“Sunday was always my daycoming down here (Whorouly Football Club) with my dad and two brothers.”
“When I had to stop playing (at 14) I didn’t think I was going to play footy again.
“I didn’t know that there was a great standard happening in Melbourne.
“All I’d seen was, you know, hair pulling and all those terrible and rare things that end up on The Footy Show and I thought, ‘I don’t want to be part of that’.
“But at my first training at Darebin there were all these girls that could kick drop punts.
“Everyone was hitting targets and I thought, ‘this could be alright, I think I’ll like it here’.”
That was 2012 and, in the four years since that first training, Vescio has played in the past three women’s exhibition matches, alongside Pearce and other Darebin teammates.
She also attended the Brownlow Medal count at Crown Casino earlier this year and said while there has been a lot of talk about a women’s league, it still feels fast.
To top it off, Vescio, a graphic designer by trade, put her skills to use for Carlton earlier this year, designing the club’s women’s scarf for season 2017.
And while there has been much debate about players’ pay - recently bumped up from $5000 for the season to a minimum $8500 for listed players with marquee players to receive around $27,000 - and them having to pay their own health insurance - male players have it paid for them - the girls are just happy to have the opportunity to play.
“When I first moved to Melbourne and played for Darebin I had no idea this was coming,” Vescio said.
“The first (women’s) draft was in 2013 and I missed that draft because I didn’t get my form in on time.
“I was pretty disappointed because I really wanted to be part of that first draft process.
“With each game there’s been greater momentum and public interest has been growing constantly - the AFL talks about youth girls’ numbers being the fastest growing sport in Australia.” >>
Back in 2002, Vescio played an Auskick game in the Western Bulldogs’ colours at what was then known as Colonial Stadium (Etihad Stadium), some 12 years before she pulled on the same colours to play for the Bulldogs’ women’s team in an exhibition match at the same ground.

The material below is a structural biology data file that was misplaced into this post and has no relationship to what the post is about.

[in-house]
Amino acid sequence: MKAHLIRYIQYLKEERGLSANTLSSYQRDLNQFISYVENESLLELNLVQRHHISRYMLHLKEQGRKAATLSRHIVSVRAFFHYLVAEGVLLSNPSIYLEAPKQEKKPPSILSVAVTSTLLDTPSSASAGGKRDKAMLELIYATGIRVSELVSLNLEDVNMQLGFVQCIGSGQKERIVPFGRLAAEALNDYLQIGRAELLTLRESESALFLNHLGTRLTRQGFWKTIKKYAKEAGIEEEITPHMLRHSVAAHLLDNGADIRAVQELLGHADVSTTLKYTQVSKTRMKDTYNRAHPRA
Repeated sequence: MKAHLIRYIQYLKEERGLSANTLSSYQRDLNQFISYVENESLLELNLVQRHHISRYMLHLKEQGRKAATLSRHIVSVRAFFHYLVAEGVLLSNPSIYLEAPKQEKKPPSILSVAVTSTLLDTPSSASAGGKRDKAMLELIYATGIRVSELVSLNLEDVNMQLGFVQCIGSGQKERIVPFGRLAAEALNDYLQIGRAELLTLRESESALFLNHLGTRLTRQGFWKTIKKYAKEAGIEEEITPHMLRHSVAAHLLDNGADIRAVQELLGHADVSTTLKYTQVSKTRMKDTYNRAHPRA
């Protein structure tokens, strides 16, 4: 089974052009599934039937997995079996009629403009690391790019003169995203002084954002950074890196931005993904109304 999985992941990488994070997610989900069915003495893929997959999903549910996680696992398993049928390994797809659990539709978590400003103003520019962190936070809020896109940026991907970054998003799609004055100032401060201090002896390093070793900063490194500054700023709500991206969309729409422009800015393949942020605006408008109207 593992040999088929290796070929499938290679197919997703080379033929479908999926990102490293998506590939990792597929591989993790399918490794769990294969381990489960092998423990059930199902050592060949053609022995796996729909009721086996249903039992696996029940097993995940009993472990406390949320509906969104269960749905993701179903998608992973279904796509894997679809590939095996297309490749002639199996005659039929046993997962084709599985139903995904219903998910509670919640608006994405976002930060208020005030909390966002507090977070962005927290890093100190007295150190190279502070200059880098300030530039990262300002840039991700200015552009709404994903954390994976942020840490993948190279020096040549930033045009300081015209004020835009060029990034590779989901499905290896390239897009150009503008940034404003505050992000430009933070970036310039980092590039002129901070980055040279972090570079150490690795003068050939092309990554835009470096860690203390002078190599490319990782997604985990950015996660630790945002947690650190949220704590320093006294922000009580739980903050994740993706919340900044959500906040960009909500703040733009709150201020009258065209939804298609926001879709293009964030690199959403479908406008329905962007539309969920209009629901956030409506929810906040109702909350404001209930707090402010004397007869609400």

And even though she’s signed with Carlton for 2017, Vescio said it doesn’t feel too strange to now be playing for a different team.
“What Bulldogs and Melbourne have done for women’s footy, really starting this and creating a space for women to have that elite experience...i’m really grateful to have been part of that,” she said.
“I think a lot of people don’t realise that in those exhibition games we come together a couple of days before.
“I just say, ‘you think that’s good, that’s before girls have had proper training, elite coaching and being able to use elite facilities’.
“I think it will be really interesting to see how quickly everyone develops.”
Some of the finer details of the 2017 competition are still being worked out, but each team will most likely play each other once before a short finals series gets under way.
The players will then be able to re-join their VWFL teams for the remainder of that competition.
“So the way they’ve set it up is that we will play the eightweek or so season and then slide back into the local (VWFL) competition,” Vescio said.
“Hopefully it will leave the audience wanting more and the season can grow each year.”